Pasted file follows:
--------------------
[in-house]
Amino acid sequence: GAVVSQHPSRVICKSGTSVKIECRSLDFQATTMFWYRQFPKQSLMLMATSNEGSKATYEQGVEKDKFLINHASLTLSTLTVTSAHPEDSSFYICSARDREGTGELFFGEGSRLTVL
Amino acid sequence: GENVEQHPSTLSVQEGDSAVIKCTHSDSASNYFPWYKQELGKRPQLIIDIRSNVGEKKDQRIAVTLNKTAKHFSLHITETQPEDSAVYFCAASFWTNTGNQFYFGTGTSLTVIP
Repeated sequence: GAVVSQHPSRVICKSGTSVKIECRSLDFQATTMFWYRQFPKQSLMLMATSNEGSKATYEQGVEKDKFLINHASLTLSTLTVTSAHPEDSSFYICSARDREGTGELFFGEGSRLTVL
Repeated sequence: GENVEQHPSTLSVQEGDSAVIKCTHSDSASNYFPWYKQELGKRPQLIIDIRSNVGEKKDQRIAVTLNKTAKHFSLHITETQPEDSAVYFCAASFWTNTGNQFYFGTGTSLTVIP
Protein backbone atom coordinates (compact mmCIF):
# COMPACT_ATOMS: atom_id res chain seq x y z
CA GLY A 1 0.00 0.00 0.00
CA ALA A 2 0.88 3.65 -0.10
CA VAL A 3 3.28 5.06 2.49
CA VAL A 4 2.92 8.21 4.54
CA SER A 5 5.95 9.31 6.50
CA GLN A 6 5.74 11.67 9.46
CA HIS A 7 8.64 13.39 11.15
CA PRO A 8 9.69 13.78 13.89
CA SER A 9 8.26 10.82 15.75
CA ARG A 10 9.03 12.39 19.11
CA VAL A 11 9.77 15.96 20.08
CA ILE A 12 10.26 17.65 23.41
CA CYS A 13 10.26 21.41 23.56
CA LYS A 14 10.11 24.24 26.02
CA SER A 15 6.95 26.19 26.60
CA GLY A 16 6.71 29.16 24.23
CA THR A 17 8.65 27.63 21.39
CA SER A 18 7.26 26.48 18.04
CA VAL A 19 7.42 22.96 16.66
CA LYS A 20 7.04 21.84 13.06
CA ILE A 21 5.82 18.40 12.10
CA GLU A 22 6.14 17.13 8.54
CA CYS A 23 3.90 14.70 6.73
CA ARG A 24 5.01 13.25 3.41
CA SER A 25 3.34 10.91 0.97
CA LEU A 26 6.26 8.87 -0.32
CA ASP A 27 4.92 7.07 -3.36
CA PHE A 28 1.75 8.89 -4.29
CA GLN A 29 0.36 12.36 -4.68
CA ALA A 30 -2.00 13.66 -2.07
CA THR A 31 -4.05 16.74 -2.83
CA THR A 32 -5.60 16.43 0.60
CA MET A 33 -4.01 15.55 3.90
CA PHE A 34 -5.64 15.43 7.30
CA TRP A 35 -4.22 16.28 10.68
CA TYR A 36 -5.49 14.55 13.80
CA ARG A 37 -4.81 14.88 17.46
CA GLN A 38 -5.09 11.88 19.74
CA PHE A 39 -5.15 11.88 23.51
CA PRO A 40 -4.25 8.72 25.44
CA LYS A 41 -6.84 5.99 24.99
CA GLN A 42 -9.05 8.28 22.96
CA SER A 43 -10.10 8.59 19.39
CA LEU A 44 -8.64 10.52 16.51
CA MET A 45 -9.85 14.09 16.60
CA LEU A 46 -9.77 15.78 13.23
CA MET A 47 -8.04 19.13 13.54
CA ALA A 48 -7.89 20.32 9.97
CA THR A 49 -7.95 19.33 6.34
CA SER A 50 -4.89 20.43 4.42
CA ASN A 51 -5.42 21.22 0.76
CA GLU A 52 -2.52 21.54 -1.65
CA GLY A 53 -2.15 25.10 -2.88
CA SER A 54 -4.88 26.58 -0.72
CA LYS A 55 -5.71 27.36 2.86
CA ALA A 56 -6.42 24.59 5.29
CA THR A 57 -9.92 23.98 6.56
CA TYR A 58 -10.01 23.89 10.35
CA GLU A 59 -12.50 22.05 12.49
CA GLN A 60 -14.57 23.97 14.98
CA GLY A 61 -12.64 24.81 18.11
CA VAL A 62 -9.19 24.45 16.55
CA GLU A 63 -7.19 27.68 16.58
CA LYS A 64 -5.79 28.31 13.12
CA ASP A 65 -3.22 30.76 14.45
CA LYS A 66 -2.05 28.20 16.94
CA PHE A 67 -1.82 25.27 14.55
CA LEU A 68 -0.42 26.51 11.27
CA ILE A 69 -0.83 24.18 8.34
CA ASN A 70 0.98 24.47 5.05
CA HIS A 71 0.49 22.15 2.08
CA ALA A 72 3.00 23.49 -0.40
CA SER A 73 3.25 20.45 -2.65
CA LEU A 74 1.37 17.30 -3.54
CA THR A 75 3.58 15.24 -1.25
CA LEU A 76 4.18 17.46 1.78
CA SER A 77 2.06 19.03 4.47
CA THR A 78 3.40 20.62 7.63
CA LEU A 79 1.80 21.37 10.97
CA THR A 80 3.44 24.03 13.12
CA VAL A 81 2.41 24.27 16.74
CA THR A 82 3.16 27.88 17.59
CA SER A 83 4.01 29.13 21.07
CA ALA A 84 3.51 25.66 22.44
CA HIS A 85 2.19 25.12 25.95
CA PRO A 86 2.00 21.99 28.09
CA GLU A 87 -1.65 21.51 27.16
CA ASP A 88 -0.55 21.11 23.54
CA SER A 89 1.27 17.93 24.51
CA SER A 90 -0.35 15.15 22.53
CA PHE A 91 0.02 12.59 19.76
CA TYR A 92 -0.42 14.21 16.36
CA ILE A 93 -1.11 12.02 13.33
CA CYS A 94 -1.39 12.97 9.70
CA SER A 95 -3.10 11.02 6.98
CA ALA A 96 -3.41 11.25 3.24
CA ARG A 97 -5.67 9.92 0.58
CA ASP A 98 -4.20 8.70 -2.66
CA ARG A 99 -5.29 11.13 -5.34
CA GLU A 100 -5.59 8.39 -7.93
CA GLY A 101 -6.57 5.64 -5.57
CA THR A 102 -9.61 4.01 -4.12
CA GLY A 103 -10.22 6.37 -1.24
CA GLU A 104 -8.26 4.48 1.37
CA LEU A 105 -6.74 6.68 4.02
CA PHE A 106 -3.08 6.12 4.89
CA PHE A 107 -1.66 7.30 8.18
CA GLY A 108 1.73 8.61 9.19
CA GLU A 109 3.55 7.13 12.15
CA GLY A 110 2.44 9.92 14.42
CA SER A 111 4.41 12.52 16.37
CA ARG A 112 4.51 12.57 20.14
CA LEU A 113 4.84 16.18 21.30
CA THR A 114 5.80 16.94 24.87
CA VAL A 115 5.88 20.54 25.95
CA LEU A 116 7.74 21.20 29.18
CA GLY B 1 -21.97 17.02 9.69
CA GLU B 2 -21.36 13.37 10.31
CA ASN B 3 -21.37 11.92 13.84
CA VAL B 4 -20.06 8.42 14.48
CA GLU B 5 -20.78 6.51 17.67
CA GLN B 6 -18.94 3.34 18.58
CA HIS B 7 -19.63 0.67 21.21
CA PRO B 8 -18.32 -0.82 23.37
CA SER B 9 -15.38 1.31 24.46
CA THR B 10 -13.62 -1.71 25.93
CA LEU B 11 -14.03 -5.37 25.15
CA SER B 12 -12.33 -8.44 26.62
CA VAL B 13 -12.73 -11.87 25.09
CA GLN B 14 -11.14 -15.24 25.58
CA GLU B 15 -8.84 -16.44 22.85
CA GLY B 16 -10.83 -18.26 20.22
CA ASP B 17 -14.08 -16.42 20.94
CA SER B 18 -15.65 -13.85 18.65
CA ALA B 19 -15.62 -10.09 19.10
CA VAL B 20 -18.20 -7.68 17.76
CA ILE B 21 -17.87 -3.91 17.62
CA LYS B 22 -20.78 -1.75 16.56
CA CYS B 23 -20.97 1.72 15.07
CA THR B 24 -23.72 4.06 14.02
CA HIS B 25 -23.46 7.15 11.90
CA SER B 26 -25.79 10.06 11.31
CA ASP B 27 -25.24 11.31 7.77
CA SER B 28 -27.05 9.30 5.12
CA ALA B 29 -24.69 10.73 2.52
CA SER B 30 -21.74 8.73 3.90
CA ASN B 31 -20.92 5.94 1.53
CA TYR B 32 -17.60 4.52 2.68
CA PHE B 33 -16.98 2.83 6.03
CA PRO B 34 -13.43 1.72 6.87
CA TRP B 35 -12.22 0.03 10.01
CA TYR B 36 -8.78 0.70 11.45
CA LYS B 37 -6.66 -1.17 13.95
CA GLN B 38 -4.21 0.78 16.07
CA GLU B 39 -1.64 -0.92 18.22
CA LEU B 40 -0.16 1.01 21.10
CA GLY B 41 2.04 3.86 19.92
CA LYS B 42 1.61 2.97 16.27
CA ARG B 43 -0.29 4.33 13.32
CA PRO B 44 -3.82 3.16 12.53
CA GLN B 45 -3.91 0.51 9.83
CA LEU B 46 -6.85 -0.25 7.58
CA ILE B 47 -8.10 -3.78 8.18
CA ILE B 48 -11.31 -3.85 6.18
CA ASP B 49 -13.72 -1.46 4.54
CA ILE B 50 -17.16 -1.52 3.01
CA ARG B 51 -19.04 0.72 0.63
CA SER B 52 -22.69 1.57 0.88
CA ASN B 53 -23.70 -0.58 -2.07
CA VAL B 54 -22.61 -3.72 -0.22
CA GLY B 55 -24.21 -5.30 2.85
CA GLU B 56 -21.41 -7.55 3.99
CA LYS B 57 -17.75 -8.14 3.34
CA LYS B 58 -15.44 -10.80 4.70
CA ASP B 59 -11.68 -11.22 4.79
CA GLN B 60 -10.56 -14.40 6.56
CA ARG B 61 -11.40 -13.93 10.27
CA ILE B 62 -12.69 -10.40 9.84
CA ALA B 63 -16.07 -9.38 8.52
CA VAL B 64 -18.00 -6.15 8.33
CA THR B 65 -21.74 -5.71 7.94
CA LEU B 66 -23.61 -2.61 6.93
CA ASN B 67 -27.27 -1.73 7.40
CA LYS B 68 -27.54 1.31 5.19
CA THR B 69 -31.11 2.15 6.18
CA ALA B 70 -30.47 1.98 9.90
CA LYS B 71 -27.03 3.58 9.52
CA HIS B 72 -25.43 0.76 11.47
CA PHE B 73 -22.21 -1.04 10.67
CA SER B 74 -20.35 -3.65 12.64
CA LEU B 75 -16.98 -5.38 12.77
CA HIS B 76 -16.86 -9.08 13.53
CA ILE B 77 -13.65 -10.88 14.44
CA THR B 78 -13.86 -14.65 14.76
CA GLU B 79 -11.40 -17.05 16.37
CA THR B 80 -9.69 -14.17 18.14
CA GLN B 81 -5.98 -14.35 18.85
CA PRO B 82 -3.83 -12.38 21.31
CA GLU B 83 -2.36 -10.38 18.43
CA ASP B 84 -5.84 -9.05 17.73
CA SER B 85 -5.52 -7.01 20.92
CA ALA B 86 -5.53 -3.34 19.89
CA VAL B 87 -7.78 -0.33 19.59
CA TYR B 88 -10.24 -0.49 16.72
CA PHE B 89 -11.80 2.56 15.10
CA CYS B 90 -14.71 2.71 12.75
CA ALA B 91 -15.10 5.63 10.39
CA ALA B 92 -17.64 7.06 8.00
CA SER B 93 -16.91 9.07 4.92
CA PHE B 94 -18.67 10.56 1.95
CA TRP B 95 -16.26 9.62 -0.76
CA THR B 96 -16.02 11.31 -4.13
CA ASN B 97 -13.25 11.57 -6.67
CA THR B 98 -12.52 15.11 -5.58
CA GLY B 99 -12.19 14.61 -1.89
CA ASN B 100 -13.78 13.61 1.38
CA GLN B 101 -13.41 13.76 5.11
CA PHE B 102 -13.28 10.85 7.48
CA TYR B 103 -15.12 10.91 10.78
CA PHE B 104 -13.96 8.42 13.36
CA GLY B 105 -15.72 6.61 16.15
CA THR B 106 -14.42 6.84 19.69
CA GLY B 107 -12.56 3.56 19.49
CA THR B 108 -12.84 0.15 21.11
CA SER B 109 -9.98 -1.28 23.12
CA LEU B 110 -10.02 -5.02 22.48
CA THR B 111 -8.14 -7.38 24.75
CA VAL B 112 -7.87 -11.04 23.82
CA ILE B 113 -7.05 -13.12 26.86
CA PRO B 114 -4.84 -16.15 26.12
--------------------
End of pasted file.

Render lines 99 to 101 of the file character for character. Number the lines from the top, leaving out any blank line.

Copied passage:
CA TYR A 92 -0.42 14.21 16.36
CA ILE A 93 -1.11 12.02 13.33
CA CYS A 94 -1.39 12.97 9.70